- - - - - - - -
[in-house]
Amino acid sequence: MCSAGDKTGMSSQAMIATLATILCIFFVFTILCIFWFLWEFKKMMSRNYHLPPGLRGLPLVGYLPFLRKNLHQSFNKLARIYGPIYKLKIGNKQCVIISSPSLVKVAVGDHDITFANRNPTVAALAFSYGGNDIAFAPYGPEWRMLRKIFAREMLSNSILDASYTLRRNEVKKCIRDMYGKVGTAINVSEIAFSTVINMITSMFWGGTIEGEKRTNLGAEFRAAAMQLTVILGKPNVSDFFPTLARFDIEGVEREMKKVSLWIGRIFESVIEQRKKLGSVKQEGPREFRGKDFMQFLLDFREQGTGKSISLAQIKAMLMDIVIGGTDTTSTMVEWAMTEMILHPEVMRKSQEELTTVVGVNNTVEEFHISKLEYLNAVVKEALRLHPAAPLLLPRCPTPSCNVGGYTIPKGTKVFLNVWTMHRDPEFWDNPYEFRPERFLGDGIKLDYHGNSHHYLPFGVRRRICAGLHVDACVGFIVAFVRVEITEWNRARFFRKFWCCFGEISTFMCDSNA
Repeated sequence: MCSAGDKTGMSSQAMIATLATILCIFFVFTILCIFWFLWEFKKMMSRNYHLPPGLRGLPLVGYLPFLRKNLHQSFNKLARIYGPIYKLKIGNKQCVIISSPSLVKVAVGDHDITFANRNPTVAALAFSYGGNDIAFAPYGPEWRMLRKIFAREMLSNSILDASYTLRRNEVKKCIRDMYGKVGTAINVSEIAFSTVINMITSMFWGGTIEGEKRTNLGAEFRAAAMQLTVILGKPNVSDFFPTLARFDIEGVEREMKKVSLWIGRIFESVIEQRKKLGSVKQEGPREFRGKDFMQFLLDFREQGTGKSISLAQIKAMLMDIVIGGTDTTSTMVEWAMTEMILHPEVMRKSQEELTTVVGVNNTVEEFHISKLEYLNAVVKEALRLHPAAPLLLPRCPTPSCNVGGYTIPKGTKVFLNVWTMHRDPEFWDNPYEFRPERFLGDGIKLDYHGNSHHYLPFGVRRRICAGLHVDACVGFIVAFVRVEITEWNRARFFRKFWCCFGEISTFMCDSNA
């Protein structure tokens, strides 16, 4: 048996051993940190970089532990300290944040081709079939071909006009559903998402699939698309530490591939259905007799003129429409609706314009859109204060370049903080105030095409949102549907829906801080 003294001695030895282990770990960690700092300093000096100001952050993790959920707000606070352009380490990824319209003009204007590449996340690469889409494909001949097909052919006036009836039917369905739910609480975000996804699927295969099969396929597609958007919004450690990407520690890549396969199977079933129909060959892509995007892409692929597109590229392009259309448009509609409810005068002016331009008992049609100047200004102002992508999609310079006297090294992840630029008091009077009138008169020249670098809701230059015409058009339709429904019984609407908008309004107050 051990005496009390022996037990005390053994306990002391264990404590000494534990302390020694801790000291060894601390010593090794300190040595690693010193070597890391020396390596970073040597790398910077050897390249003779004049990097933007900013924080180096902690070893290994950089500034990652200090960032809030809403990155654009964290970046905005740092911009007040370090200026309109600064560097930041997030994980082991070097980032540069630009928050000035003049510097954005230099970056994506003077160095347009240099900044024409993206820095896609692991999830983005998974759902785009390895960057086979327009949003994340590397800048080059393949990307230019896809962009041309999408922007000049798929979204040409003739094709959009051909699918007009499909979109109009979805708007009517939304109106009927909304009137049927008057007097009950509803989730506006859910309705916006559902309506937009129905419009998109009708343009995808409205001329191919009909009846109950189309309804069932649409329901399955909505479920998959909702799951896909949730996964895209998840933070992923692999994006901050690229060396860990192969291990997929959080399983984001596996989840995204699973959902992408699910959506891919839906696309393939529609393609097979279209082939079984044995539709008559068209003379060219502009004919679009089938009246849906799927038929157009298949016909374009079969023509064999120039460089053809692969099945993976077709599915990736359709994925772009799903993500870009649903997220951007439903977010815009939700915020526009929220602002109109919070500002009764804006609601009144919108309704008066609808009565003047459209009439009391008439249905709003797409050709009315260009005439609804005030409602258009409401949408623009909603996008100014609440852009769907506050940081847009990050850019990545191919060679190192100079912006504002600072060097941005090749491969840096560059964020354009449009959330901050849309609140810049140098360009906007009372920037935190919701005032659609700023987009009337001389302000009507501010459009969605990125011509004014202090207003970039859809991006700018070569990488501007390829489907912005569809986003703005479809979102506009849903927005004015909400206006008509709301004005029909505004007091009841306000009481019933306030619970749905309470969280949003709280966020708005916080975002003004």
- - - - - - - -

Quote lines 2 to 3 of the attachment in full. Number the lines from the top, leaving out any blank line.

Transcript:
Amino acid sequence: MCSAGDKTGMSSQAMIATLATILCIFFVFTILCIFWFLWEFKKMMSRNYHLPPGLRGLPLVGYLPFLRKNLHQSFNKLARIYGPIYKLKIGNKQCVIISSPSLVKVAVGDHDITFANRNPTVAALAFSYGGNDIAFAPYGPEWRMLRKIFAREMLSNSILDASYTLRRNEVKKCIRDMYGKVGTAINVSEIAFSTVINMITSMFWGGTIEGEKRTNLGAEFRAAAMQLTVILGKPNVSDFFPTLARFDIEGVEREMKKVSLWIGRIFESVIEQRKKLGSVKQEGPREFRGKDFMQFLLDFREQGTGKSISLAQIKAMLMDIVIGGTDTTSTMVEWAMTEMILHPEVMRKSQEELTTVVGVNNTVEEFHISKLEYLNAVVKEALRLHPAAPLLLPRCPTPSCNVGGYTIPKGTKVFLNVWTMHRDPEFWDNPYEFRPERFLGDGIKLDYHGNSHHYLPFGVRRRICAGLHVDACVGFIVAFVRVEITEWNRARFFRKFWCCFGEISTFMCDSNA
Repeated sequence: MCSAGDKTGMSSQAMIATLATILCIFFVFTILCIFWFLWEFKKMMSRNYHLPPGLRGLPLVGYLPFLRKNLHQSFNKLARIYGPIYKLKIGNKQCVIISSPSLVKVAVGDHDITFANRNPTVAALAFSYGGNDIAFAPYGPEWRMLRKIFAREMLSNSILDASYTLRRNEVKKCIRDMYGKVGTAINVSEIAFSTVINMITSMFWGGTIEGEKRTNLGAEFRAAAMQLTVILGKPNVSDFFPTLARFDIEGVEREMKKVSLWIGRIFESVIEQRKKLGSVKQEGPREFRGKDFMQFLLDFREQGTGKSISLAQIKAMLMDIVIGGTDTTSTMVEWAMTEMILHPEVMRKSQEELTTVVGVNNTVEEFHISKLEYLNAVVKEALRLHPAAPLLLPRCPTPSCNVGGYTIPKGTKVFLNVWTMHRDPEFWDNPYEFRPERFLGDGIKLDYHGNSHHYLPFGVRRRICAGLHVDACVGFIVAFVRVEITEWNRARFFRKFWCCFGEISTFMCDSNA